Fabio Mauri

Studio Bocchi

Over the past fifty years, Fabio Mauri has confronted racism from a truly original perspective in a complex series of paintings, sculptures, performances, environments, installations, and theoretical writings. Through an analysis of fascism and the racial laws that led, in the late 1930s, to the deportation of thousands of Jews from Italian cities to Nazi concentration camps, racism is experienced, witnessed, and interpreted by the artist on various levels.

On one level, this work is autobiographical: it reflects an adolescence and consciousness marked by events both tragic and absurd. From this perspective, Mauri continues to ask questions about and suggest possible answers to what occurred and continues to occur in many forms. On the other hand, Mauri presents a semantic and conceptual investigation into the ethics and esthetics of difference, into the attribution and distribution of “potential driving forces of death and disaster.”

This exhibition, significantly entitled “Ariana” (Aryan), could be thought of as the flip side of what is perhaps Mauri’s most famous performance/installation, “Ebrea” (Jewish, 1971, shown at the 1993 Venice Biennale), in which a series of apparently common objects each bore a label onto which the word “Jewish” was written, next to the name of the object in question. The tragic memory of this installation breaks through the oppressively intimate and “reassuring” space of the gallery, which is inundated with objects from Italy’s two-decade-long fascist reign. Among the most striking objects were a dumbwaiter, a pair of skis, a heater, a gramophone, a suitcase, a piece of gymnastic equipment, a mat, a radio, and a hatbox. Each of the aforementioned objects bore the insc.ription “Aryan.” “Aryan gallery” was written on the entry door, while a panel or piece of glass was inscribed with the same word. This term is shown to be arbitrary, even if historically it denotes an ideology that once prevailed. That is, the artist is investigating the substantial permanence of social divisions into categories, even if the nature of these categories changes. “Aryan” inevitably still connotes a broader set of negative issues, just as historically rooted as its primary meaning: the notion of belonging, of race, and all the inevitably evil consequences that accompany these kinds of classifications.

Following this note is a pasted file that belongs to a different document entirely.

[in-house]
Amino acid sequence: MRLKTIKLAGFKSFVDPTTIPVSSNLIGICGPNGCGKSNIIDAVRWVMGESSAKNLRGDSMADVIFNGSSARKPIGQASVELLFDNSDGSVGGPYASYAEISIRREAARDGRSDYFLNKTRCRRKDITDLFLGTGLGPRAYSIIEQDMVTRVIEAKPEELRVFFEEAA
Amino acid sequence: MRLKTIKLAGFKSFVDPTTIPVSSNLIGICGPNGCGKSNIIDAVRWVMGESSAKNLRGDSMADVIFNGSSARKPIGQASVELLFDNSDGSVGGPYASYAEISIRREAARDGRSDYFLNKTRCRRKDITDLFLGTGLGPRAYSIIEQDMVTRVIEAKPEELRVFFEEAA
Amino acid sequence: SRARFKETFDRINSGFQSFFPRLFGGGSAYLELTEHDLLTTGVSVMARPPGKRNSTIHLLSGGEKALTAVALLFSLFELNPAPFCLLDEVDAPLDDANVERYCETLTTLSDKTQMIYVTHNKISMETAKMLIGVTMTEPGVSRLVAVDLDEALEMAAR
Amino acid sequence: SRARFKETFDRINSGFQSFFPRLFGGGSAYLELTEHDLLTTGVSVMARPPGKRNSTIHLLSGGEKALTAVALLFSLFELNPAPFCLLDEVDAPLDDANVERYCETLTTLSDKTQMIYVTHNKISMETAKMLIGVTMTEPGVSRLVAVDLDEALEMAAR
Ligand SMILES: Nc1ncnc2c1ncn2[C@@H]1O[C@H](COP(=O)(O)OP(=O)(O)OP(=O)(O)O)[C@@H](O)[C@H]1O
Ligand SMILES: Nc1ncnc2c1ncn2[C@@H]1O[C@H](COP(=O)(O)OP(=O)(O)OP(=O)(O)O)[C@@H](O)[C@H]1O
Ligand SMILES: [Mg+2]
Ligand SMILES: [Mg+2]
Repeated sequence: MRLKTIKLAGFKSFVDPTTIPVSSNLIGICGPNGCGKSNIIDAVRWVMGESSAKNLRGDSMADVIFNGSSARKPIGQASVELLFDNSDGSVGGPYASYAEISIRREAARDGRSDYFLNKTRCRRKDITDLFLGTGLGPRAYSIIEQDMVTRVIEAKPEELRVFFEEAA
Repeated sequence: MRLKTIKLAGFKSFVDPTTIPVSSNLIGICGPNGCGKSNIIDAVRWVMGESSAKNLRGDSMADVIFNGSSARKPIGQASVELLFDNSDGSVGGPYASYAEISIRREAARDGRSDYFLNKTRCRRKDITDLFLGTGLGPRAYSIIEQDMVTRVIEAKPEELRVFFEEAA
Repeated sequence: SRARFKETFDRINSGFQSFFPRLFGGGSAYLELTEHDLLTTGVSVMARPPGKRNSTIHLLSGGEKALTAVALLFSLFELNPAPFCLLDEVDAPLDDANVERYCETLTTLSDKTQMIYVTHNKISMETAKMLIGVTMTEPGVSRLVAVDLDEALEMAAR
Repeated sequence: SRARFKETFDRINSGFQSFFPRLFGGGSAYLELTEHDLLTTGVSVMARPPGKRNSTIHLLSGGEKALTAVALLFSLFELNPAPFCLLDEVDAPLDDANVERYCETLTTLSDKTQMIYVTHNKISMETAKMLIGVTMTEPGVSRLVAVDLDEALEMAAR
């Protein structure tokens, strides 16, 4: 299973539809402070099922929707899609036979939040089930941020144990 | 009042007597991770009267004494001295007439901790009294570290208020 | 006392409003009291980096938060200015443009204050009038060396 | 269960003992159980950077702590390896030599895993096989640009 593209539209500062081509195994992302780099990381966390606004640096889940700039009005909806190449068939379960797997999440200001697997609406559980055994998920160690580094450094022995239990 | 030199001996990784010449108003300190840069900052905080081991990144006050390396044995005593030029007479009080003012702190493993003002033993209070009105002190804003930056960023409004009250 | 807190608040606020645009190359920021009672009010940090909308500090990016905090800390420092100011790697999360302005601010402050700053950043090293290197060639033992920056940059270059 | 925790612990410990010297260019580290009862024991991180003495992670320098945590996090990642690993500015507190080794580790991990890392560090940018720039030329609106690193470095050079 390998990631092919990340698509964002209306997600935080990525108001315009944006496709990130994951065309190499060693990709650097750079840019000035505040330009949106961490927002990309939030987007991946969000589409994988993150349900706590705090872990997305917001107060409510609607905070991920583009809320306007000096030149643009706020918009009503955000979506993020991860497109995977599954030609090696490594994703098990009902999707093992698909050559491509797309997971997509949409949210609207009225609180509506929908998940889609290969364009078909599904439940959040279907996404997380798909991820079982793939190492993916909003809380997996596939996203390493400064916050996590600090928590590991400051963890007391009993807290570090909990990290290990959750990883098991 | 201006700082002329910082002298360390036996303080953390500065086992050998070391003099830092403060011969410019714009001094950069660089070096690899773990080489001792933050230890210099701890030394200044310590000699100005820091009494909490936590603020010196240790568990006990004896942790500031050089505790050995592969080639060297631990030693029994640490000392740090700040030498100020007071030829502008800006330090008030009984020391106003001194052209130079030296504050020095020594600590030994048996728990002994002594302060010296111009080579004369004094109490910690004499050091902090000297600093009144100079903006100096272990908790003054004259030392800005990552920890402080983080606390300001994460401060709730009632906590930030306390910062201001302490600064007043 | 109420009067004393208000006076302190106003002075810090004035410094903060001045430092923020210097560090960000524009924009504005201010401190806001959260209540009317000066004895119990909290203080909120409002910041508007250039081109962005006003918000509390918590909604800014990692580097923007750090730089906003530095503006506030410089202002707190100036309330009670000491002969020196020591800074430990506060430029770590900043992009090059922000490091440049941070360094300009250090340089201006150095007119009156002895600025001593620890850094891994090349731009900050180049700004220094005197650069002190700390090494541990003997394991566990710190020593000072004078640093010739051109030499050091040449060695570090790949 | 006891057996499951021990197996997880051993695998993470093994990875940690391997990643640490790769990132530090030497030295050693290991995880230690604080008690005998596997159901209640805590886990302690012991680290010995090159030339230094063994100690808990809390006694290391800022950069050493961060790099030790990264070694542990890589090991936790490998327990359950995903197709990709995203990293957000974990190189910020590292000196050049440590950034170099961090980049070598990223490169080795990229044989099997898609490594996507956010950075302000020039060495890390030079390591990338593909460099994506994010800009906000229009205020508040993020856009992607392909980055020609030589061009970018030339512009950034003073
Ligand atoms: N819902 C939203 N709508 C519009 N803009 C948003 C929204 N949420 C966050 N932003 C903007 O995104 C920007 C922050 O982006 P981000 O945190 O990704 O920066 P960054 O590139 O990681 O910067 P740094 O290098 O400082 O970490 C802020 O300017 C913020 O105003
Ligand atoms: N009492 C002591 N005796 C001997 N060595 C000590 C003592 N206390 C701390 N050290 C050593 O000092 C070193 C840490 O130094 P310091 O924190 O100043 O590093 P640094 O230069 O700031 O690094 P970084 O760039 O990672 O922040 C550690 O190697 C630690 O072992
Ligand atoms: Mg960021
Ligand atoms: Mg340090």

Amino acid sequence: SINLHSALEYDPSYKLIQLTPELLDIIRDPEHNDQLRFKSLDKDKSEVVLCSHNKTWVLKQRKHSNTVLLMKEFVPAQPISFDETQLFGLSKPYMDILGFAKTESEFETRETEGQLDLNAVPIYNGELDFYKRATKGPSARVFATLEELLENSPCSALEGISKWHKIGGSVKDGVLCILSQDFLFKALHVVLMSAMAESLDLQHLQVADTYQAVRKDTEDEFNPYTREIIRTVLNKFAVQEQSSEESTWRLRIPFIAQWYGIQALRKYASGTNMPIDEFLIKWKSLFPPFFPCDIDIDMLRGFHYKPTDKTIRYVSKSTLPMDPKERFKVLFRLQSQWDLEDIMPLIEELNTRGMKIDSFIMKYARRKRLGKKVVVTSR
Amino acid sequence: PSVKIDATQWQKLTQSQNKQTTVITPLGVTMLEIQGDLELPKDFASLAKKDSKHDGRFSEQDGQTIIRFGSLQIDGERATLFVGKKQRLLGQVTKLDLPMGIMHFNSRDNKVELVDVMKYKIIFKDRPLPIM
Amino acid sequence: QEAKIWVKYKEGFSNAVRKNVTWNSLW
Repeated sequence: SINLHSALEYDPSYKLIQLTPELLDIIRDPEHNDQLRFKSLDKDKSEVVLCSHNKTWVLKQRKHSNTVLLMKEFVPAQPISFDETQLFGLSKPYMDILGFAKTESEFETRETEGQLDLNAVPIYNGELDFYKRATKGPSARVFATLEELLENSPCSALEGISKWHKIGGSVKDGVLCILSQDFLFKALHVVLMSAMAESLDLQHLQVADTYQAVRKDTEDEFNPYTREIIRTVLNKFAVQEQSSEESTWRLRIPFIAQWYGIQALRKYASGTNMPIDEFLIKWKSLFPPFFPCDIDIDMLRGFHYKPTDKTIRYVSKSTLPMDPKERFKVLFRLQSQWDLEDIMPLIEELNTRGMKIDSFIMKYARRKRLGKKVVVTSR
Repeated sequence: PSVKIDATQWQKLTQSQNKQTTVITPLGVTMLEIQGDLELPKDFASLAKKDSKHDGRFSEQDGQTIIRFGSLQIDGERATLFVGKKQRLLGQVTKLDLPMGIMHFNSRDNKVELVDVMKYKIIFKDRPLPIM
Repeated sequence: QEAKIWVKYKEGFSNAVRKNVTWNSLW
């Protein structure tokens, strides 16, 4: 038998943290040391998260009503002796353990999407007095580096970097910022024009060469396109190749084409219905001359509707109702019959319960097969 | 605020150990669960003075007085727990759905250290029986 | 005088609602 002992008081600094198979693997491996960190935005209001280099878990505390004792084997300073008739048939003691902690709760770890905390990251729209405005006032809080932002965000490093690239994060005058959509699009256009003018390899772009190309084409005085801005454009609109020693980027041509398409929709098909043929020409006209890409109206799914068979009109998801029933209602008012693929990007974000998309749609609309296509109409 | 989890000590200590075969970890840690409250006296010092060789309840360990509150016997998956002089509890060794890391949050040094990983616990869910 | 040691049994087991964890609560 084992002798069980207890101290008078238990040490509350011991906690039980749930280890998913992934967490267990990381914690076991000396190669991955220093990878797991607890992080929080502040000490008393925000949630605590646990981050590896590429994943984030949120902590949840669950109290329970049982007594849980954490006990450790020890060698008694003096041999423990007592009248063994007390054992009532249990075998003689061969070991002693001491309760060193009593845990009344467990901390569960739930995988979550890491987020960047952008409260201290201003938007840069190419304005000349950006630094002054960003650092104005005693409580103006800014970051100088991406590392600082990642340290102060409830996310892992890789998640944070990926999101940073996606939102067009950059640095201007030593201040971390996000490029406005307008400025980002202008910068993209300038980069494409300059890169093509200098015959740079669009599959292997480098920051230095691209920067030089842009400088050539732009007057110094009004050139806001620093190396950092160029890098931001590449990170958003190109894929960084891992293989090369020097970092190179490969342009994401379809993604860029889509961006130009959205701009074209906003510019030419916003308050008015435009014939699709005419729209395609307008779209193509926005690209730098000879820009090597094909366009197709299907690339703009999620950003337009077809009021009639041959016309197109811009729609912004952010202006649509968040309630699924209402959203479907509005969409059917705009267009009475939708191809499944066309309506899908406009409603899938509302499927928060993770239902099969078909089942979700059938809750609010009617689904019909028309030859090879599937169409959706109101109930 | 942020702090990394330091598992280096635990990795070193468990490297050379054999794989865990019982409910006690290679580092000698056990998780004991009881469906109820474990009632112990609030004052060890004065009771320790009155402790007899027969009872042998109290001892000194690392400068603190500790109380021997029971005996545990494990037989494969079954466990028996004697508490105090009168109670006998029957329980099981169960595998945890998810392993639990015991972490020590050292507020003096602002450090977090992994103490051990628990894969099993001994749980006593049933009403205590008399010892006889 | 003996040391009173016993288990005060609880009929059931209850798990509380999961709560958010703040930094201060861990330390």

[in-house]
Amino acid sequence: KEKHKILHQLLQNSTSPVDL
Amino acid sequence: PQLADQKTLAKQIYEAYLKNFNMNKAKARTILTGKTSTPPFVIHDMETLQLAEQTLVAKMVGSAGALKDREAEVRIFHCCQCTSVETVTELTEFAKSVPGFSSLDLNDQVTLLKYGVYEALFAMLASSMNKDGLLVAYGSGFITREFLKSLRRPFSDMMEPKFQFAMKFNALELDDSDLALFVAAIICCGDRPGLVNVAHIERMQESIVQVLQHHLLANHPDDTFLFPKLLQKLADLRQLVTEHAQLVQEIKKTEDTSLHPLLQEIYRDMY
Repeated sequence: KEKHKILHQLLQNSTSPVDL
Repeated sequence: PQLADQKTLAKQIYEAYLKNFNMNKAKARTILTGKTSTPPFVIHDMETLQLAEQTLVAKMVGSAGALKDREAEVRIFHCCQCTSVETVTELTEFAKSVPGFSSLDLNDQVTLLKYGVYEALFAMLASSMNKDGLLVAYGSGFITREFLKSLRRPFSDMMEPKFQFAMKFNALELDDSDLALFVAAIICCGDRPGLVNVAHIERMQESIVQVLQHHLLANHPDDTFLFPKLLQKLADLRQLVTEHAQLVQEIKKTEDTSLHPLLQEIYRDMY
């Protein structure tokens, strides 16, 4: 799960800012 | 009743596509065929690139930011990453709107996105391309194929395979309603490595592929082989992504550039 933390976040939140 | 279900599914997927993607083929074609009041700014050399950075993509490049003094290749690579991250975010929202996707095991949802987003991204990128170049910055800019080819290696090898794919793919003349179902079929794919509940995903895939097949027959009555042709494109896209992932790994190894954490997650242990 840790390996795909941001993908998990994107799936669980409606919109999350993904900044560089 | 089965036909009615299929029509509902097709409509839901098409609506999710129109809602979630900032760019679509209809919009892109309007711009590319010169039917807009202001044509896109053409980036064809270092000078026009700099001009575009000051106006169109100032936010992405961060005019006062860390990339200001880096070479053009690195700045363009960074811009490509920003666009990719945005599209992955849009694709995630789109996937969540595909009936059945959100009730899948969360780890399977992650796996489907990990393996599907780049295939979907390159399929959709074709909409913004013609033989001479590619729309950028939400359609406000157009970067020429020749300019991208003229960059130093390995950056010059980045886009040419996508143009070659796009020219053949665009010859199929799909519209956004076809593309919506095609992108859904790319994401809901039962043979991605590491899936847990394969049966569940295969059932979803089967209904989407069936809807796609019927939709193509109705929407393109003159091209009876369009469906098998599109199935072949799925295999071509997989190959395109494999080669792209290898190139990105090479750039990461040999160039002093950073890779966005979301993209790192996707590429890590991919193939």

Mario Codognato

Translated from the Italian by Marguerite Shore.